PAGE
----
Update on Oral Cancer
Oral cancer is the sixth most common cancer in the world, and strikes over 43,000 people each year in America. Over the past 30 years, survival rates have only increased from 45 percent to 54 percent, with survival rates lower among African Americans and people under 40.
In a recent poll, the National Institute of Dental Research found that a sizable population understood the causes and early signs of oral cancer. Along with genetic disposition, risk factors include: smoking or chewing tobacco, regular alcohol consumption and excessive exposure to sun.
Because early detection is essential to improving survival rates, any of the following warning signals should prompt an immediate oral examination:
- viral or fungal infection
- sores that don’t seem to heal
- white or red patches in the mouth
- chewing or swallowing problems
- swelling or outright lumps
- thickness in the throat
The best defense against oral cancer is a good offense. Regular visits to the dentist are strongly recommended. New biopsy techniques offer more timely detection—and a better chance for a healthy outcome.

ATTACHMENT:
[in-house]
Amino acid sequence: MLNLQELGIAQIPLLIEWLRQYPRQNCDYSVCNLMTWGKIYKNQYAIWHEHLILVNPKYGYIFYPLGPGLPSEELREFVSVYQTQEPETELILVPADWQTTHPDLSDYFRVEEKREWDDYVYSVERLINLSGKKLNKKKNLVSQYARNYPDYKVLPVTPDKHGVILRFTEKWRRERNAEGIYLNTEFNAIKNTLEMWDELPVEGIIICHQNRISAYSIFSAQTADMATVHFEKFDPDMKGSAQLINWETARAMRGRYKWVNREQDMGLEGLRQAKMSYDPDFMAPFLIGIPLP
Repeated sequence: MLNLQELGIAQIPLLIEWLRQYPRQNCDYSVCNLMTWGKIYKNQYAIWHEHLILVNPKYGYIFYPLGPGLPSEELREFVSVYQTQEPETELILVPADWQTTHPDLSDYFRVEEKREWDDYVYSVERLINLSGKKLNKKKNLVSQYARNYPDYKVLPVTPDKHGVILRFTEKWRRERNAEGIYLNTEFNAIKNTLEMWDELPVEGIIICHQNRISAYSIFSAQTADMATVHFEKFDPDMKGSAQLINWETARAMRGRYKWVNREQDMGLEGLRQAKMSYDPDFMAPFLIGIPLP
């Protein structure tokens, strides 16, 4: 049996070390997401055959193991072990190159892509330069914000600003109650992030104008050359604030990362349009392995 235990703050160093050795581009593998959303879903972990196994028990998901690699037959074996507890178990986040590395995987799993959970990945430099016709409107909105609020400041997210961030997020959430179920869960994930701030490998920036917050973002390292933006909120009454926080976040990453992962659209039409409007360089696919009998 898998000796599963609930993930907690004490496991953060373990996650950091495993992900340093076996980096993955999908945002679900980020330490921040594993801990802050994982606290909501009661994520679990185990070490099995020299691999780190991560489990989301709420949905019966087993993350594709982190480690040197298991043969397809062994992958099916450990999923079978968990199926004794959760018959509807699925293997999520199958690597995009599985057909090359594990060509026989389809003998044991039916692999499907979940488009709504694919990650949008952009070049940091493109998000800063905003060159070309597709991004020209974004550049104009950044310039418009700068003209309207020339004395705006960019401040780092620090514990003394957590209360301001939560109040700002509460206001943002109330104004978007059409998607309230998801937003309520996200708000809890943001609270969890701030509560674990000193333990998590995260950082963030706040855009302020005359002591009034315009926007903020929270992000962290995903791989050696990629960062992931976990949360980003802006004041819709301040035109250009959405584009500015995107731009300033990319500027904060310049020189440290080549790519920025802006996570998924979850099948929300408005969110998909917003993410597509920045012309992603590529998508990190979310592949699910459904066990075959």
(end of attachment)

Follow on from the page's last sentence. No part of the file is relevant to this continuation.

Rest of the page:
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Dr. Angela Burns moved to Austin 10 years ago and instantly fell in love with our beautiful city. Dr. Burns is originally from the Texarkana area. She attended Texas A&M for her undergraduate degree and The University of Tennessee Health Science Center for her degree in dental surgery (DDS). Dr. Burns is committed to providing her patients with gentle, technologically advanced dental treatment. She attends an average of 60 hours of continuing education every year. She is a member of the American Dental Association, the American Academy of Cosmetic Dentistry, the Texas Dental Association, and the Capital Area Dental Society. Dr. Burns and her husband, Gary, have an 11-year-old daughter, Sydney, who is a proud 6th grader at Hill Country Middle School. She is also very involved in the Eanes PTO, her church, and loves raising her family in the Westlake community. “Growing up, I was drawn to mediating and helping others feel more included and less anxious. I was a camp counselor, student government officer and being the oldest of five, I was the family mediator. I found that I had a calling to help alleviate stressful situations for others and realized that being a good listener was something that was key to this. These skills really helped guide me into becoming a dentist that has based my practice on relationships, empathy and a sense of comfort. I knew that I wanted to provide an atmosphere that felt like home when others walked in. Our practice is small, personal and state of the art and we hope you feel like you’re hanging out with friends when you are here!” When she is not practicing dentistry, Dr. Burns enjoys traveling, hiking the greenbelt, enjoying Austin’s music scene, and eating Amy’s Ice Cream.